Plans (and zoning studies) are available online on the webpages of local self-government. Many communes have interactive GIS maps which show layers with geodetic plots, local spatial development plans and zoning studies. Those materials are freely accessible online to the public. Original maps are accessible in the commune offices. Interested parties may also receive certificates confirming the designation of a real property in the local spatial development plan or a zoning study (such documents may be required by the notary in the case of property transactions).

The plan, being a resolution of the local commune, may, as in the case of any other resolution, be questioned in the administrative court by an interested party (or by an authority such as the competent voivode or public prosecutor) concerned that it was adopted in breach of law or includes provisions contrary to the provisions of law. The result of such court proceedings may be the invalidation of the entire plan, parts of it, or specific provisions. In such a case, the plan is deemed never to have been adopted, which raises controversies where construction permits were issued based on the plan. Such proceedings for invalidation are, however, not very common.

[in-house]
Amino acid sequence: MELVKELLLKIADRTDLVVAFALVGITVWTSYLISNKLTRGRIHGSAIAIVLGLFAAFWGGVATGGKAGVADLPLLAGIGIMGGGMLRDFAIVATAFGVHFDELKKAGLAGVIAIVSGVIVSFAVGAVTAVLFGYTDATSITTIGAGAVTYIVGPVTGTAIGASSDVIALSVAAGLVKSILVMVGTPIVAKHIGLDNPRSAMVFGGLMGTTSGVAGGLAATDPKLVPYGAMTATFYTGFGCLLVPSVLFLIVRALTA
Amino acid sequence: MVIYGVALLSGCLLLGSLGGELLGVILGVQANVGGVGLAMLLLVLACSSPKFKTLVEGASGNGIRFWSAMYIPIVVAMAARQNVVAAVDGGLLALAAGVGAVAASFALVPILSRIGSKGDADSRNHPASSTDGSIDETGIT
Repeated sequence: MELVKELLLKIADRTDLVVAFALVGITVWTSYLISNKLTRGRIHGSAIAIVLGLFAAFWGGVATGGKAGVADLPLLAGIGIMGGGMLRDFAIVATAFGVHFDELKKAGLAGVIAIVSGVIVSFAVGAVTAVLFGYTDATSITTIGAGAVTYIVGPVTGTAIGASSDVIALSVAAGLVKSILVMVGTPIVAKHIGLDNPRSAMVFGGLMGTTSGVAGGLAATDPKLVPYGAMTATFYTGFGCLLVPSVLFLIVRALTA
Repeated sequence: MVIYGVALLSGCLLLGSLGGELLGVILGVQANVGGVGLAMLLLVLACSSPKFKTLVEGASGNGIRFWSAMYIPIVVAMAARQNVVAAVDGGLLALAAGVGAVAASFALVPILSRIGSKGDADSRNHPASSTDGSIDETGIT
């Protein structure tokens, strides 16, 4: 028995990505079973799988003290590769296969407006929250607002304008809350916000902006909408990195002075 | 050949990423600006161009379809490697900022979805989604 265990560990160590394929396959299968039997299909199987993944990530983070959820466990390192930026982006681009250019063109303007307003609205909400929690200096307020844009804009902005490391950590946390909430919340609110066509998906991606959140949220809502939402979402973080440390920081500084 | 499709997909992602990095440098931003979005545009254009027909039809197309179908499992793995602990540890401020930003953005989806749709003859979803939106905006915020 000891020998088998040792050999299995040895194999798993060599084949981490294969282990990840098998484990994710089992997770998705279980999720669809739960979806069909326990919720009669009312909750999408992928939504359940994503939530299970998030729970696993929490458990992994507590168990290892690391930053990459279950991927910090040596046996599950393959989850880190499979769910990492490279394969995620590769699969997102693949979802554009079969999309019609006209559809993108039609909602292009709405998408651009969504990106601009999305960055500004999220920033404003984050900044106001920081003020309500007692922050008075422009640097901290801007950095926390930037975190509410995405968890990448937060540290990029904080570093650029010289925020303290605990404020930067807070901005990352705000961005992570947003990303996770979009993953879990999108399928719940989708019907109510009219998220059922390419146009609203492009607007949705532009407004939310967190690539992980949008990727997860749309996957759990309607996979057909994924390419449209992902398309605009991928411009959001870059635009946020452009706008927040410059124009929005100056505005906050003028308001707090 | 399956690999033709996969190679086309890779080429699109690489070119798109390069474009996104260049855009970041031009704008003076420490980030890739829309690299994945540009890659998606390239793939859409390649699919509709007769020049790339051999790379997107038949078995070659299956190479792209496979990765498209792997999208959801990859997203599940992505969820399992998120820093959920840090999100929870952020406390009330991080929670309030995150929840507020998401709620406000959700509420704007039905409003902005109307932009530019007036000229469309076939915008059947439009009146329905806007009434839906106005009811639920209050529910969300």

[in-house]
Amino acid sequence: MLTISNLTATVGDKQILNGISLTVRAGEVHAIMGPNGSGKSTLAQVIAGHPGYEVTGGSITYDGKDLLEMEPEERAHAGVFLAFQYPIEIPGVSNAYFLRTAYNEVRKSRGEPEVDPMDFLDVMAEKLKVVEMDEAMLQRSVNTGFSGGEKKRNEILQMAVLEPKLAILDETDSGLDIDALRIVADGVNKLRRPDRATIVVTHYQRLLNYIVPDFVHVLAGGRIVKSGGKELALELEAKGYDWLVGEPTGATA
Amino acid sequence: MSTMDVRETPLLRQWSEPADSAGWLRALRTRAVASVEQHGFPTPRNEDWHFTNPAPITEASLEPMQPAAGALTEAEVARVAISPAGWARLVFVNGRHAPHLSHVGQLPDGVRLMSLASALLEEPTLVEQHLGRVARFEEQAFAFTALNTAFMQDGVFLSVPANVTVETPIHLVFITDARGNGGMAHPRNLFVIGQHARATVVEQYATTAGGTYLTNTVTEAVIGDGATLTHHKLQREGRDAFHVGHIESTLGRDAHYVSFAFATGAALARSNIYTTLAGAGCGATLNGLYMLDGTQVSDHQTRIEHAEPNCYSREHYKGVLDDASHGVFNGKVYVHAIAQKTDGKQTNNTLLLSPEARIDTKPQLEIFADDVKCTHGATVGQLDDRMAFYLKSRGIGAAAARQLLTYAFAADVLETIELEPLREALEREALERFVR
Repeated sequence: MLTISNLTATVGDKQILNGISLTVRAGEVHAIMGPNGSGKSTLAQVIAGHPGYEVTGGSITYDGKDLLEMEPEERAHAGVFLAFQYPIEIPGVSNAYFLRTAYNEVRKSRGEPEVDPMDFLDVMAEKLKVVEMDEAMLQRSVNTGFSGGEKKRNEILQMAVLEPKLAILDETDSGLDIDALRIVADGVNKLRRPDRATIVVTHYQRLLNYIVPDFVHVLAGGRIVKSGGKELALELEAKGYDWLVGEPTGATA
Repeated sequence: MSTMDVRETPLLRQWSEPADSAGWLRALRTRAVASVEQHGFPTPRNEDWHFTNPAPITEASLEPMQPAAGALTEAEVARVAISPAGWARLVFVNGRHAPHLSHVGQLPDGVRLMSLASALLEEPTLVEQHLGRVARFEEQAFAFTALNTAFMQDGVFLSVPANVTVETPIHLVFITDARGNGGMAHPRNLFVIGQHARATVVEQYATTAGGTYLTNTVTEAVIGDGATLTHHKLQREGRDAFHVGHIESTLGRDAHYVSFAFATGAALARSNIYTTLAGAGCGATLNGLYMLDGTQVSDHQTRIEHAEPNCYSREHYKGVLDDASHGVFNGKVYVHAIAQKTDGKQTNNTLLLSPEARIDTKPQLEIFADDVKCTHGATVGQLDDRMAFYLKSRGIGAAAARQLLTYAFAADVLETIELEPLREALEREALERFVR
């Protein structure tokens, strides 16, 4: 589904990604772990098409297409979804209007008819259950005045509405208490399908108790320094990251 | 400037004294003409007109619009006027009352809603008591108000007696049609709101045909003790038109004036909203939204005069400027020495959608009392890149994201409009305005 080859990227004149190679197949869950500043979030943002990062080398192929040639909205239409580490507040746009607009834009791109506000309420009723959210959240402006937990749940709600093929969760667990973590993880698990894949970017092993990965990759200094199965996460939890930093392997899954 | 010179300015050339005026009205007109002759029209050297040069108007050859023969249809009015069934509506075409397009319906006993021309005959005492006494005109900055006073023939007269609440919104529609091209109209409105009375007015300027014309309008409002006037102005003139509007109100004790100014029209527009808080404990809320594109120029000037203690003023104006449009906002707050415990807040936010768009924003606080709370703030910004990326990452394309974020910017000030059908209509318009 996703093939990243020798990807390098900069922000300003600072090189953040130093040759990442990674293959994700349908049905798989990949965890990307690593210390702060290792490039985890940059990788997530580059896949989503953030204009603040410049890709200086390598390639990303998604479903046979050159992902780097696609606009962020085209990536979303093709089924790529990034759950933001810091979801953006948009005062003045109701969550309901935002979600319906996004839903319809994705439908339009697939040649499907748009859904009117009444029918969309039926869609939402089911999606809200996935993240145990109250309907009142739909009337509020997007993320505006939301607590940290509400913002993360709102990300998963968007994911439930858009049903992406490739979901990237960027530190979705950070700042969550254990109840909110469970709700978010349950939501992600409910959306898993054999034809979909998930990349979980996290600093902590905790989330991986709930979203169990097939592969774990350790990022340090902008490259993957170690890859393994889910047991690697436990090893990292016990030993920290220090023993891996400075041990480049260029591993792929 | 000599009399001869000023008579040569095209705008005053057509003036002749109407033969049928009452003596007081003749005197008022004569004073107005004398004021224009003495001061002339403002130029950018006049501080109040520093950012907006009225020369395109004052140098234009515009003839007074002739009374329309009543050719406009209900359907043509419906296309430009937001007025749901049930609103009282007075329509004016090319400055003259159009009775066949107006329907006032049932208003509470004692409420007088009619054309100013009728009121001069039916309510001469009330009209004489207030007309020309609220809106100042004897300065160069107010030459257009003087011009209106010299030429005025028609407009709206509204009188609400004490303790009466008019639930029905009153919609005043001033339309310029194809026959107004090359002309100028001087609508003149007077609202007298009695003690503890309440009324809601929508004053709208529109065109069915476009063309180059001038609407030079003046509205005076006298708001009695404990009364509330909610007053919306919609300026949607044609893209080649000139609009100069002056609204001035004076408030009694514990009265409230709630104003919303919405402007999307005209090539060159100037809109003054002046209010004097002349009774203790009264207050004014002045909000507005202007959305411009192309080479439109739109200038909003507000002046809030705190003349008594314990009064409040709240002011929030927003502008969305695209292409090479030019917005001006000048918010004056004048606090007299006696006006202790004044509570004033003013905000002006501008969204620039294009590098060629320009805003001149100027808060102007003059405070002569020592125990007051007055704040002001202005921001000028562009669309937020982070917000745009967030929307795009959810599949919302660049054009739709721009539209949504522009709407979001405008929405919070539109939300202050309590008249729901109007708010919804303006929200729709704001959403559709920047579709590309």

The planning procedure is expensive and time consuming. Small communes usually do not employ dedicated staff to prepare such plans and often use external contractors – urban planners and architects - to prepare their planning documents. In smaller communes, the preparation of plans for large and important developments is sometimes financed by a private investor (for example in the renewables sector). However, there is no specific regulation of such participation of investors in preparing the plan and therefore it is sometimes not apparent to the public.